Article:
Understanding Changes in Gross Cognitive Functioning and Disability in the Year Following TBI for Individuals with a History of Special Education

Date of Award


Document Type

Doctoral Research Paper

Degree Name


Organizational Unit

Graduate School of Professional Psychology

First Advisor

Kimberly Gorgens

Second Advisor

Clayton Kuklick

Third Advisor

Don Gerber


Traumatic brain injury, Special education, Cognitive function


Objective: Little is known about cognitive functioning and disability over time for adults with a history of special education that sustain moderate to severe TBI. The objective of this study was to investigate the relationship between a history of special education and outcomes on an assessment of estimated gross cognitive functioning and disability following TBI, with an emphasis on improvement in cognitive function in the year following TBI. Method: using archival data from the Traumatic Brain Injury Model Systems, improvement in cognitive functioning was evaluated by comparing both groups on the change observed in their mean FIM scores from admissions to 1-year follow-up. Overall differences in impairment at both time points were also compared. Results: After controlling for injury severity there was no significant difference in improvement observed between the group with a history of special education and the control group. In addition, no significant differences at either discrete time point (admissions and 1-year follow-up) were observed. Conclusion: this study found that the improvement in estimated gross cognitive functioning of adults with moderate to severe brain injury and a history of special education is similar to that of a control group when using the FIM assessment. Differences between the two groups might be detected with more sensitive, objective, cognitive testing.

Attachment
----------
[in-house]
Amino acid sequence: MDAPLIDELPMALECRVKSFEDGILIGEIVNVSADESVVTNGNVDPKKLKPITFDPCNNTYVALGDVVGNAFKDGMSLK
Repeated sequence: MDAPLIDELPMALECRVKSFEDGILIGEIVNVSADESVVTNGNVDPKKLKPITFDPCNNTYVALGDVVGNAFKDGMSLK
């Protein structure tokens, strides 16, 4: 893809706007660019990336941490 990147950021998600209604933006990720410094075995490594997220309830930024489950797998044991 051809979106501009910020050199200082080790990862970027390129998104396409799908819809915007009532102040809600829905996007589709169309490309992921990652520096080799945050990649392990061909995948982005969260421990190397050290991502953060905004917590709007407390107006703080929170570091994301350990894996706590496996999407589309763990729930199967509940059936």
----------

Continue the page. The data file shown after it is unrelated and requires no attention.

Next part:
Publication Statement

Copyright is held by the author. Permanently suppressed.


32 pages

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